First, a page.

Rotators allow imagers to frame objects at the most suitable angle. Unless it’s a remote setup, rotation can be done manually, but that involves loosening screws and estimating how much to rotate the camera by hand, which is not the most accurate way and can be time consuming.
Pegasus Astro offers one of the slimmest motorized computer-controlled camera rotators. At $626, it is also one of the most cost-effective. Here I share my experiences with the Falcon and discuss some of its advantages and disadvantages.
The Falcon is well packaged in a lightweight, CNC machined aluminum body. It weighs only 700 grams (1.5lbs), so it won’t add much additional stress to lower-capacity focusers or mounts.
Slim Form Factor
Another plus for the Falcon is that it requires only 19 millimeters of back focus; most imagers will find it fits in their imaging trains.
Falcon profile and dimensions (mm). Credit. Pegasus AstroMounting and Connections
The 19mm thickness includes both the M54 female threads on either side, so you will need adapters on both sides in most cases. The Pegasus comes with a 2-inch nosepiece and a male M54 to male M48 adapter, with more adapters are available, but keep in mind these use up a few millimeters of additional back focus.
While mounting shouldn’t be an issue in most cases, the motor housing is rather bulky and may interfere with the telescope or focuser, as it protrudes a fair amount (about 40 millimeters (1.5 inches)).
Furthermore, connections use threads rather than dovetails and setscrews, which means the user can’t adjust the orientation of the rotator once it’s screwed onto the focuser threads. This won’t be an issue if you are using the nosepiece, but I generally recommend threaded connections.
Pegasus Astro rates the Falcon at 6Kg (13.2lbs) payload capacity, however I noticed my 2.1Kg (4.6lb) imaging train would flex when I applied a bit of force with my fingers. I suspect the focuser will remain flex-free with light cameras and filter wheels up to APS-C format.
But I wasn’t confident enough with it for use with my larger full frame setup, large filter wheel and off-axis guider. Also, very fast telescopes below f/4.0 may be affected more by the minute tilt that may be introduced here.
The Falcon has a rotational resolution of 86.6 steps per degree of rotation, and takes about 31,000 steps to complete a full rotation. It has a mechanism to ensure cables don’t get wrapped and damaged with a partial rotation in one direction, reversing in the other direction for the other half of a full rotation.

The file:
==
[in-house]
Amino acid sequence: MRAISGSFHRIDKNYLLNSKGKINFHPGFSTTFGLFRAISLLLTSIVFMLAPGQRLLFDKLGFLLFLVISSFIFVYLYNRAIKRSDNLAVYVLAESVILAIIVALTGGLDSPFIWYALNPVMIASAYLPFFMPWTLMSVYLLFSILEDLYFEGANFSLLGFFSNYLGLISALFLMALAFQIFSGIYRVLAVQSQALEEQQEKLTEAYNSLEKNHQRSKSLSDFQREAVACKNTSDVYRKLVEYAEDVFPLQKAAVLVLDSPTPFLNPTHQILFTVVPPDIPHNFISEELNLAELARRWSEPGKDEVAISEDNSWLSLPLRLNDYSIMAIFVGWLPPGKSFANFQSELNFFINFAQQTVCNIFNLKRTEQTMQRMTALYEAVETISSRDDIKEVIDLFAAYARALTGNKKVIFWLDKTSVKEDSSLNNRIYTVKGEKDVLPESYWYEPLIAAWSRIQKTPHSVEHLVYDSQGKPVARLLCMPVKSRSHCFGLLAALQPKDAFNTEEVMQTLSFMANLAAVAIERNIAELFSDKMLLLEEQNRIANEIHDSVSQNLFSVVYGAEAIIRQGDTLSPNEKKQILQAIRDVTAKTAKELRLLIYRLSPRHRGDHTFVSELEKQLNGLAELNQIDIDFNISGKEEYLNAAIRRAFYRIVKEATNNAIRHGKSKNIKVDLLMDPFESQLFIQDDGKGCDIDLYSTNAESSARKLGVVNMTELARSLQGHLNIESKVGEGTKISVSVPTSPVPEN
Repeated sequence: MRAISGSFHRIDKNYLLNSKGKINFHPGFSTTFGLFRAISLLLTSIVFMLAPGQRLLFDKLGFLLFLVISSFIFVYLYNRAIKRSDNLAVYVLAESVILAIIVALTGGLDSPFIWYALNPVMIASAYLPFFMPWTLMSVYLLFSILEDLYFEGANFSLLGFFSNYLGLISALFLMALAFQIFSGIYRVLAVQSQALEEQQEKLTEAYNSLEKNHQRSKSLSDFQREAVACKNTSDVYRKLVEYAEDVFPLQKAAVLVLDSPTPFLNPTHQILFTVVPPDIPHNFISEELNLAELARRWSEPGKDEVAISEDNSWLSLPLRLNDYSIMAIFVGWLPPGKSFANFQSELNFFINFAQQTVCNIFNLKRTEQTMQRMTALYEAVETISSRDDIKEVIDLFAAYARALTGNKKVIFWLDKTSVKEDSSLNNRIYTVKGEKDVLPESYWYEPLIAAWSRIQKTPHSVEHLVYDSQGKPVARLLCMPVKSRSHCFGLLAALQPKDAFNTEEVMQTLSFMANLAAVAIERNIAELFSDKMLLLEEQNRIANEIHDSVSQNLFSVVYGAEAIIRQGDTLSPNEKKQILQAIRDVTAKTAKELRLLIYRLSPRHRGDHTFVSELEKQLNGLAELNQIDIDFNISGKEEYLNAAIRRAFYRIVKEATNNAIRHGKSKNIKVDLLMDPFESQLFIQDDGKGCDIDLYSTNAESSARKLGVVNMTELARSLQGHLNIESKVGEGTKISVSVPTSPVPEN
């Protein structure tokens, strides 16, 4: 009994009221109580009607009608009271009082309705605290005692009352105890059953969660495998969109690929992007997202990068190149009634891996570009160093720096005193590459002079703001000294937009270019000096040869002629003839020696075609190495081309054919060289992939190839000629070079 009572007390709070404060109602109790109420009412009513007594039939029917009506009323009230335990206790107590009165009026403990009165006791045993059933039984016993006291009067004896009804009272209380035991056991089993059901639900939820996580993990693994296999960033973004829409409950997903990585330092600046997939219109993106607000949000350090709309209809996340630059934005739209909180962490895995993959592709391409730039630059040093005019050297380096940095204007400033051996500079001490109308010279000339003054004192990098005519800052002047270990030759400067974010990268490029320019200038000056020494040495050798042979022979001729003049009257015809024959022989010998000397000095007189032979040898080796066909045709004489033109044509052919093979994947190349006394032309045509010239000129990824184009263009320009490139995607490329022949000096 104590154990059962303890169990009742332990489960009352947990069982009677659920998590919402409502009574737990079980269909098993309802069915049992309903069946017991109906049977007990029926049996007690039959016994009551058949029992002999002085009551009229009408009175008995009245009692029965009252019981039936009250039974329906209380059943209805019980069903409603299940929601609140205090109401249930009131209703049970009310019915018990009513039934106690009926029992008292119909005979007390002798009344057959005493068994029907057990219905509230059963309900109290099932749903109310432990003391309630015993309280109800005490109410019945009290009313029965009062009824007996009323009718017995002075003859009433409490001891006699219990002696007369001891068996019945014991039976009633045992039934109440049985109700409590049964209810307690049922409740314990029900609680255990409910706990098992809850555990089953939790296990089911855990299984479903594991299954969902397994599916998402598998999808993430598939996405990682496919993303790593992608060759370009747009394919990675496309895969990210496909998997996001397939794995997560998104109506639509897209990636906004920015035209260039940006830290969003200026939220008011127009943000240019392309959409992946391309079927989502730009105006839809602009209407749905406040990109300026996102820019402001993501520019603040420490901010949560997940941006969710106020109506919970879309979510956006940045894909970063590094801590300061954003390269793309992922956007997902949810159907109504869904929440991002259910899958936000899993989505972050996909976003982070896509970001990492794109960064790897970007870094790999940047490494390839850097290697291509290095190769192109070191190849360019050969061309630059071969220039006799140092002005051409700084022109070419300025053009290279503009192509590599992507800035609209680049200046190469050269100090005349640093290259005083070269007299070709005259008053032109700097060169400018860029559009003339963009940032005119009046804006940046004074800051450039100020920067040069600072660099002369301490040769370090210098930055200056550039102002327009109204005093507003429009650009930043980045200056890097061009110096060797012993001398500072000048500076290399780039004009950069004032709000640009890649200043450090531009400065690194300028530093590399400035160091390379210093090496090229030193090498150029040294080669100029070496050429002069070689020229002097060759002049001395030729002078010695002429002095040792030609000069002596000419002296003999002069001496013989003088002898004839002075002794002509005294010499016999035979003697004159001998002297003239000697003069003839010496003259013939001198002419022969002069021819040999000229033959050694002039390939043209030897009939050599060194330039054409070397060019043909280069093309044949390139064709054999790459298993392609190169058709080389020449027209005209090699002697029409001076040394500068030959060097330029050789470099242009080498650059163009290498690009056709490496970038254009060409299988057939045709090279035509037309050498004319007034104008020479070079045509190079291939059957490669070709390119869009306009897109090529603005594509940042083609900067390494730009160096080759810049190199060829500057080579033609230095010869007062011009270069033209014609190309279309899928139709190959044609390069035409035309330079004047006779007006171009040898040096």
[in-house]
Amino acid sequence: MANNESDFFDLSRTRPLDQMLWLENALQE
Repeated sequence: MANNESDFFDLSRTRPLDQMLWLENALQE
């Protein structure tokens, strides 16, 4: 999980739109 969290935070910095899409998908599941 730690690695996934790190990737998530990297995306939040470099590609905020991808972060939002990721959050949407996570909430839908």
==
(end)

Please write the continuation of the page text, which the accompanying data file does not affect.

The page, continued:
Opening the cover reveals a geared stepper motor and a belt drive. There is the slightest indication of backlash, but it is almost negligible due to the nature of gears. There is a small adjustable cam pulley to adjust the tension of the belt should, if needed.
The standalone software is very straight forward and easy to use. It displays the current angle, and you can set the rotation either by increments or by entering the required angle.
An ASCOM-compatible driver allows it to work very well with other imaging software. I had no issues downloading, installing, or operating any of the software.
Pegasus Astro has added a feature that calculates the rotation needed for it to counteract the frame rotation in alt-az imaging systems, effectively making it a field derotator. I was unable to test this feature since my mount is a German equatorial.
The Falcon is a simple and low-cost rotator with decent clear aperture. Its standard M54 threads make it easy to incorporate in most setups, and the low profile means it will be optically compatible with many imaging trains.
As a lightweight rotator, I found its stiffness inadequate for my demanding imaging needs. Having contacted Pegasus Astro about my concerns, they did send a replacement, but that too had similar performance.
Overall, the Falcon should suffice for the average imager with small- to moderate-sized imaging trains, but I would advise a more heavy-duty unit for those with large, heavy, or long imaging trains, especially with very fast optical systems.